Drug War Woes Dampen Mexico's Bicentennial Party

Soldiers line up in front of Mexico's flag during bicentennial celebrations in Mexico City i i

Soldiers line up in front of Mexico's flag Monday in preparation for bicentennial celebrations in Mexico City. Festivities surrounding the 200th anniversary of Mexico's 1810 independence uprising are being scaled back in some parts of the country due to security concerns amid the wave of drug-related violence. Alexandre Meneghini/AP hide caption

itoggle caption Alexandre Meneghini/AP
Soldiers line up in front of Mexico's flag during bicentennial celebrations in Mexico City

Soldiers line up in front of Mexico's flag Monday in preparation for bicentennial celebrations in Mexico City. Festivities surrounding the 200th anniversary of Mexico's 1810 independence uprising are being scaled back in some parts of the country due to security concerns amid the wave of drug-related violence.

Alexandre Meneghini/AP

Mexico is celebrating its 200th anniversary as an independent nation and the 100th anniversary of the Mexican revolution. But the celebrations, which kick off Wednesday night, come amid much sadness for some Mexicans as the country is being swept by a wave of drug violence.

In Ciudad Juarez, Mexico's deadliest city, major security concerns are altering the traditional Independence Day festivities.

Usually in Juarez, as in other Mexican cities, just before 11 p.m. the mayor proudly steps out onto a balcony at city hall carrying an oversized Mexican flag. He addresses a massive crowd, then shouts at the top of his lungs, three times: "Viva Mexico!"

Juarez Mayor Jose Reyes Ferriz has twice marked Independence Day in this traditional fashion. But this year, his last in office, things will be different in an effort to safeguard the public.

"We are not going to have music. We are not going to have a massive concentration of the population on the city buildings," he said.

Drug-related violence has battered Juarez for nearly three years. More than 6,000 people have been murdered, and residents live in fear. Because Wednesday night is of historic significance, Reyes Ferriz doesn't want to take any chances.

Two years ago in the central Mexican state of Michoacan, a grenade was tossed into a crowd during the Independence Day celebration. Eight people were killed, and more than a hundred were injured.

In Juarez, Julio Guereca has been an announcer at a local radio station for 18 years. He hosts a popular afternoon show where people call in and chat. Lately the topic of choice has been the Mexican bicentennial.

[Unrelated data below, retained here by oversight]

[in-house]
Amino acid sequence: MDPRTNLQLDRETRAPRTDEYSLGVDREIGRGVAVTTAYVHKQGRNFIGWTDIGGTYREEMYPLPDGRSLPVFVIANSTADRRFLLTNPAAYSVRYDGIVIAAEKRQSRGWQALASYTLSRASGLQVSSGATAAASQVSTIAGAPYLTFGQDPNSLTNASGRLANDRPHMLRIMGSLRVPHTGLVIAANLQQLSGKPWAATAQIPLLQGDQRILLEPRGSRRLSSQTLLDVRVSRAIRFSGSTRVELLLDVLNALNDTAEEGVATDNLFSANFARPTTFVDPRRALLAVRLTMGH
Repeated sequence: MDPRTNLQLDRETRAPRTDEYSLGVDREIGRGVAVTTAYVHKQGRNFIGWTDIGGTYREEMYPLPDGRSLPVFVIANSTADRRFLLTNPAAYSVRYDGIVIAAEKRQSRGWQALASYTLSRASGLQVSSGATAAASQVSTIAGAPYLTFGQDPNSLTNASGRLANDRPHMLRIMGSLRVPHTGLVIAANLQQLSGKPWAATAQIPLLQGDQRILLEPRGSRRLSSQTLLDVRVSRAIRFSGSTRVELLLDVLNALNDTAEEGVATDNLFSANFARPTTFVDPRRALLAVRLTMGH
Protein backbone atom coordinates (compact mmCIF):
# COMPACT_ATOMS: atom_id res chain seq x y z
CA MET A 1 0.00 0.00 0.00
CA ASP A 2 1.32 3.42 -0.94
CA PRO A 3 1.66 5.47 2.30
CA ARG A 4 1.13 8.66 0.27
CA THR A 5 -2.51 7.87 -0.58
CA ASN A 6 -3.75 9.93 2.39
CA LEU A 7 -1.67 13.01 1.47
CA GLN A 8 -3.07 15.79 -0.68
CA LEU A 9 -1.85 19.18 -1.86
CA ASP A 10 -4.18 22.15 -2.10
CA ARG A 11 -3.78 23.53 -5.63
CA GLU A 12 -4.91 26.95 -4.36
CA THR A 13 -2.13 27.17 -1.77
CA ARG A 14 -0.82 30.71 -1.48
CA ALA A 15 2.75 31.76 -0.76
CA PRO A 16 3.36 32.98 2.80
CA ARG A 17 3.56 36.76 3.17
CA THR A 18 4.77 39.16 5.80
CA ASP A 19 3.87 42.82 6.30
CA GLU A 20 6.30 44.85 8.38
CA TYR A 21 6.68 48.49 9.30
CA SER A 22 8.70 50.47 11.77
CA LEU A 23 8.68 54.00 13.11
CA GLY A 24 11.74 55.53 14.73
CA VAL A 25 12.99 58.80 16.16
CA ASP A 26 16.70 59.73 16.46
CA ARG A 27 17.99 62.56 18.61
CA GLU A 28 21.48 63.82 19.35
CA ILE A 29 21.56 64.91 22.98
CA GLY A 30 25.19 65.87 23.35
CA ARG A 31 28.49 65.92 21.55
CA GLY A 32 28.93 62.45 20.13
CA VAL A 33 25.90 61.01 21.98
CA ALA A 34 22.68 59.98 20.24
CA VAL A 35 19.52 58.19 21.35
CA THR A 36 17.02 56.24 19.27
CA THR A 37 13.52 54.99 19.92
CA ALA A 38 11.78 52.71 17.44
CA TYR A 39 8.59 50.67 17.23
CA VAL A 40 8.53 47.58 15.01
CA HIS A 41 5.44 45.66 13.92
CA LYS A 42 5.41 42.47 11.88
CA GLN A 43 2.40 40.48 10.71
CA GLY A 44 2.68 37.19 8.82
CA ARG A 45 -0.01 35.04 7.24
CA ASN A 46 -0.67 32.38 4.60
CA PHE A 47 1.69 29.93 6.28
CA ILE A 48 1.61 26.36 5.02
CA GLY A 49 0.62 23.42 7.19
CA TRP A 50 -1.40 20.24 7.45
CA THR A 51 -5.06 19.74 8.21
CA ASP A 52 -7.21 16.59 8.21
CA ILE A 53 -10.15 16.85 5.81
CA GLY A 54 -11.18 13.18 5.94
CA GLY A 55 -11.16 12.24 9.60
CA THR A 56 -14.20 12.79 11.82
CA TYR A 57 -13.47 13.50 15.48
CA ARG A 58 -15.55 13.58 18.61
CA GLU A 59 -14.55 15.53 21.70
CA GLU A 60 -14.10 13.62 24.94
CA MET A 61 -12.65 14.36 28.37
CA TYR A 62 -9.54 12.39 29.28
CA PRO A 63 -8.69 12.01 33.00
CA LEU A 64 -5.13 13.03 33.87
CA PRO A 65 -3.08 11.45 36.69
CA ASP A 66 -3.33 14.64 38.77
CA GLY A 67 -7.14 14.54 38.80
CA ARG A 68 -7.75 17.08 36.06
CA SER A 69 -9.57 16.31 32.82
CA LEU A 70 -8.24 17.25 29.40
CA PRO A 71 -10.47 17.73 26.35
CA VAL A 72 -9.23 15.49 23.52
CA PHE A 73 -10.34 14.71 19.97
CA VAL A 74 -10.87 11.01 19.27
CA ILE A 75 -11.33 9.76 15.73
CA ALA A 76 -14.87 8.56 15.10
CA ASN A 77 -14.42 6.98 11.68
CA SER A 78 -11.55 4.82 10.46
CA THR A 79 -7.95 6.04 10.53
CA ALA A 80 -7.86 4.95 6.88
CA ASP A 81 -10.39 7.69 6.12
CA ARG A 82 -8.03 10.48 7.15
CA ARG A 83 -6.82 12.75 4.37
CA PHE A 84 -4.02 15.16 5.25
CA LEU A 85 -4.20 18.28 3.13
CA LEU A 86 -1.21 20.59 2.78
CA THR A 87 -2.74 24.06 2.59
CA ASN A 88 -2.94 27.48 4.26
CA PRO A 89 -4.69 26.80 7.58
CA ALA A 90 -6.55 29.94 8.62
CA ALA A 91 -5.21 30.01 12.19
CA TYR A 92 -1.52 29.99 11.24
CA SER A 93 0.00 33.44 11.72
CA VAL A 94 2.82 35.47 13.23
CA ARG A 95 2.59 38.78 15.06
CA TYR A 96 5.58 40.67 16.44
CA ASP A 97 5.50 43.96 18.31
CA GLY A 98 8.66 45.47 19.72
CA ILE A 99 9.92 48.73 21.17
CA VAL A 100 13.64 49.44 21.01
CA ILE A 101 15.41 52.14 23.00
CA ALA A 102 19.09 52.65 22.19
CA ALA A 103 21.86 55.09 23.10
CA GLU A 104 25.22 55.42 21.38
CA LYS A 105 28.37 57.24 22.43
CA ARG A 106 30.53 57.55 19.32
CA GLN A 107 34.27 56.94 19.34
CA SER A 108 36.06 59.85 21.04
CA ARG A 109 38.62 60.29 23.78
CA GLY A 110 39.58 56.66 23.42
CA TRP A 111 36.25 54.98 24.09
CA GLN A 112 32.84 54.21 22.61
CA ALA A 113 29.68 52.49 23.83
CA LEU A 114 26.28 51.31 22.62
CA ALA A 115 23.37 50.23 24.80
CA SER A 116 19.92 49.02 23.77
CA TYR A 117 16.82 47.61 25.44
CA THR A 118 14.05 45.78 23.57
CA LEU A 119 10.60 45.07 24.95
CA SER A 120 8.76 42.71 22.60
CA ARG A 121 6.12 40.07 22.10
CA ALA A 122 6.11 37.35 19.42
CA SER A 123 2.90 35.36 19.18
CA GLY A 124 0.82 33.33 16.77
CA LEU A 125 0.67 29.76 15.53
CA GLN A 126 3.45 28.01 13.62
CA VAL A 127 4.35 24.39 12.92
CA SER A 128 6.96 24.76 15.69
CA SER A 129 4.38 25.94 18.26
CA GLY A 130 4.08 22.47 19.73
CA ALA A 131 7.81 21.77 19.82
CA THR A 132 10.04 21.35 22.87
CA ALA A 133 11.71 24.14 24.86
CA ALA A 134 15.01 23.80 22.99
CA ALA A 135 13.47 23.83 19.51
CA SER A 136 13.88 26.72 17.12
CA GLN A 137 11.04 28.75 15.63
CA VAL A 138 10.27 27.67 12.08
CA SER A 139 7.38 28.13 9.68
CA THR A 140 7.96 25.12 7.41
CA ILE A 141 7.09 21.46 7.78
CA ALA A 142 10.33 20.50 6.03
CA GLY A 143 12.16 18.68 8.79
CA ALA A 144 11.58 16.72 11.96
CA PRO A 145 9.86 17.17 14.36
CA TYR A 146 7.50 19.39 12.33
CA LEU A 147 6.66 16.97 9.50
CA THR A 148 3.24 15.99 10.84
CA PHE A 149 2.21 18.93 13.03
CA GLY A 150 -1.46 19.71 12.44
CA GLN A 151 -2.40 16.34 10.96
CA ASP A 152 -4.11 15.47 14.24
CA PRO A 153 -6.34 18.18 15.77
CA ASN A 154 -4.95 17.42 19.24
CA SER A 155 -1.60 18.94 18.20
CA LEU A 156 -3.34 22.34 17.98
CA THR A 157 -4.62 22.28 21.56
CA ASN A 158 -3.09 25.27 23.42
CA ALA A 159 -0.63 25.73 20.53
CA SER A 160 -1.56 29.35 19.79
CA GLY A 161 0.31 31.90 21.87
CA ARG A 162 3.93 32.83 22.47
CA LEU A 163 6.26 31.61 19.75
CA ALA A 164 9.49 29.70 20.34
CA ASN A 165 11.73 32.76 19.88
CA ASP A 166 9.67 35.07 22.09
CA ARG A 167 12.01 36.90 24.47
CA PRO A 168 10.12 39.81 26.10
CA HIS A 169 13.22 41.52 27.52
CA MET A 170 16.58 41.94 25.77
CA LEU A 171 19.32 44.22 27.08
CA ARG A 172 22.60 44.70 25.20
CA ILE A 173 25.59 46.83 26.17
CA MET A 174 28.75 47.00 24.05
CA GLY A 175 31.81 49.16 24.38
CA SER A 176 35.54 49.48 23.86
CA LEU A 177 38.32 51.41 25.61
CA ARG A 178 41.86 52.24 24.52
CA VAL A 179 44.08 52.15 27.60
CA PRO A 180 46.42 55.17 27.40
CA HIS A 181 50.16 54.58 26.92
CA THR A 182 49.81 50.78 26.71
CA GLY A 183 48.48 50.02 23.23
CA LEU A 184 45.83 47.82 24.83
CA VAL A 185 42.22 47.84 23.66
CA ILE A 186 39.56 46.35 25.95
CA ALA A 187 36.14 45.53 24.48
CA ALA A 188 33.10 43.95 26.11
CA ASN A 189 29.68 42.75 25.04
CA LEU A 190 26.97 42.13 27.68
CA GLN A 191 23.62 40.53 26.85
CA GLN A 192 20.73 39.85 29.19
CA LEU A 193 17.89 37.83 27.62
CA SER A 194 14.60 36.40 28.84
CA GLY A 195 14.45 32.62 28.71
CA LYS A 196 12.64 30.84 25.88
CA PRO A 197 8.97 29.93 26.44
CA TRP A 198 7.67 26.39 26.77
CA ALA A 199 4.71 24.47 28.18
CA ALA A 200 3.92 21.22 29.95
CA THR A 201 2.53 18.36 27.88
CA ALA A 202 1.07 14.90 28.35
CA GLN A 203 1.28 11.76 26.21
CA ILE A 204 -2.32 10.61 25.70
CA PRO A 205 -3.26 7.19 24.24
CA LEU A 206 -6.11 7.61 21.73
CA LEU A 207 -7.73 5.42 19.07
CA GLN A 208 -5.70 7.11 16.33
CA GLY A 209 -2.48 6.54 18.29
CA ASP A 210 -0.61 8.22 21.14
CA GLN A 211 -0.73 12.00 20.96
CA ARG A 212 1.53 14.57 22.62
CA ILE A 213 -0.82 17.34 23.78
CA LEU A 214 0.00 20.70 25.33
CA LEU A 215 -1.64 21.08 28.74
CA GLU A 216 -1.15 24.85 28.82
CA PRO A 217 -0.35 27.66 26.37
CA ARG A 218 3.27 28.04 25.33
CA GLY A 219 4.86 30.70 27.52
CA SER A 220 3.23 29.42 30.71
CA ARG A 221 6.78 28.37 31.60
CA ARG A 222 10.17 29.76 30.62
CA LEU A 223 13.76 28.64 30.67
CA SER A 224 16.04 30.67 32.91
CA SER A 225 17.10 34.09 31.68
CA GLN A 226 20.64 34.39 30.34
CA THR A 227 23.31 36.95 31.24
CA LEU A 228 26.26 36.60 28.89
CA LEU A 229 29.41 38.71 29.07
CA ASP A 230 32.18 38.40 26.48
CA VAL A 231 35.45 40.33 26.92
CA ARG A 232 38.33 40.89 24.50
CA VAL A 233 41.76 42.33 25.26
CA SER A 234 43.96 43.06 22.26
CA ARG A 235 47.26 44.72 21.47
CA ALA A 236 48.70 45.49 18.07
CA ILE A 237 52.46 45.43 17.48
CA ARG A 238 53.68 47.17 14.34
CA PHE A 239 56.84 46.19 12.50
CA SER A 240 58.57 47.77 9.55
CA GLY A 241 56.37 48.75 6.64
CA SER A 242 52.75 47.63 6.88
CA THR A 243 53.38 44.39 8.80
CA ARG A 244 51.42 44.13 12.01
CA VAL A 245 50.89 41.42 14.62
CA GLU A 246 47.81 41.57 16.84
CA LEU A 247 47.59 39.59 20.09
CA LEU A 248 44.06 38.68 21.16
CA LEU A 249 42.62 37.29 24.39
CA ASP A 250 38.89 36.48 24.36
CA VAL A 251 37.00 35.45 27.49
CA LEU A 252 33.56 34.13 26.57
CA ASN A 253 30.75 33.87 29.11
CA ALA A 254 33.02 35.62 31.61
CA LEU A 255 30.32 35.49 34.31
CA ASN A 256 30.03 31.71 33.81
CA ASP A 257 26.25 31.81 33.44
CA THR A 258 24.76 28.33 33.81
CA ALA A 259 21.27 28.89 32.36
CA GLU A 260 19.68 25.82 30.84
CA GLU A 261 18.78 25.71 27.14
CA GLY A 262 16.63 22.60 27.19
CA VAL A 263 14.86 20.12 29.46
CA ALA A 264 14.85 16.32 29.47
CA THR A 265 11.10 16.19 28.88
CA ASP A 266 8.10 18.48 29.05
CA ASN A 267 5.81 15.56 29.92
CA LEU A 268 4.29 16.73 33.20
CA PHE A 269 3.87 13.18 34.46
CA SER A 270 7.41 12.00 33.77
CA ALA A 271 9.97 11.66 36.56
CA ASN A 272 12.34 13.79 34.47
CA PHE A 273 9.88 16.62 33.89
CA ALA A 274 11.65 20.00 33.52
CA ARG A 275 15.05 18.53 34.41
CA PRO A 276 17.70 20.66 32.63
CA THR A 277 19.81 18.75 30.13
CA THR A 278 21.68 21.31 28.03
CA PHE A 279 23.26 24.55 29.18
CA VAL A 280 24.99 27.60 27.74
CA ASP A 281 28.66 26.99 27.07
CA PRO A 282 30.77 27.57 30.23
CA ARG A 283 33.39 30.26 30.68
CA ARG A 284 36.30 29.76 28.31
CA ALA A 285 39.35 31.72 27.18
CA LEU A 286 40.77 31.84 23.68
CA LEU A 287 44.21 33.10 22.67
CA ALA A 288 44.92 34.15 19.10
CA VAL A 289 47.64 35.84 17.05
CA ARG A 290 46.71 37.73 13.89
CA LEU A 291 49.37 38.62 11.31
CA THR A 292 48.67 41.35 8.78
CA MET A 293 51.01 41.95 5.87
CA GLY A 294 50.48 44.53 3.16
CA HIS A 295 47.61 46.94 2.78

"People are sad, they feel betrayed. This is an event with 200 years of anticipation," Guereca says. "Are we going to have to wait another hundred years to have our big celebration, to commemorate our independence, our liberty?"

On a street corner along a busy intersection, a woman selling Independence Day memorabilia, including giant Mexican flags and noise makers, says sales are bad. Not too many people are enthusiastic about celebrating this year, she says.

Juarez resident Ambrioso Ramos doesn't blame the mayor for canceling the festivities this year. The city just isn't safe, he says. Recently, his neighborhood association hired security guards and installed gates with barbed wire to protect the neighborhood.

Ramos says despite the violence, there is still reason to celebrate in Mexico. He will join his neighborhood association at their own fiesta in a nearby park within the safety of their newly gated community.

And contrary to some reports, Juarez isn't completely canceling its celebration.

Fireworks will be launched from six different points in the city so most Juarez residents won't have to leave home to see them. There will be no mass gathering downtown. Reyes Ferriz will still deliver the grito, or cry of independence, but Juarenzes will have to listen to it on the radio or watch it on TV.

"This is the 200th anniversary of our country. So we are going to have a fireworks display like the city has never seen," the Juarez mayor says.

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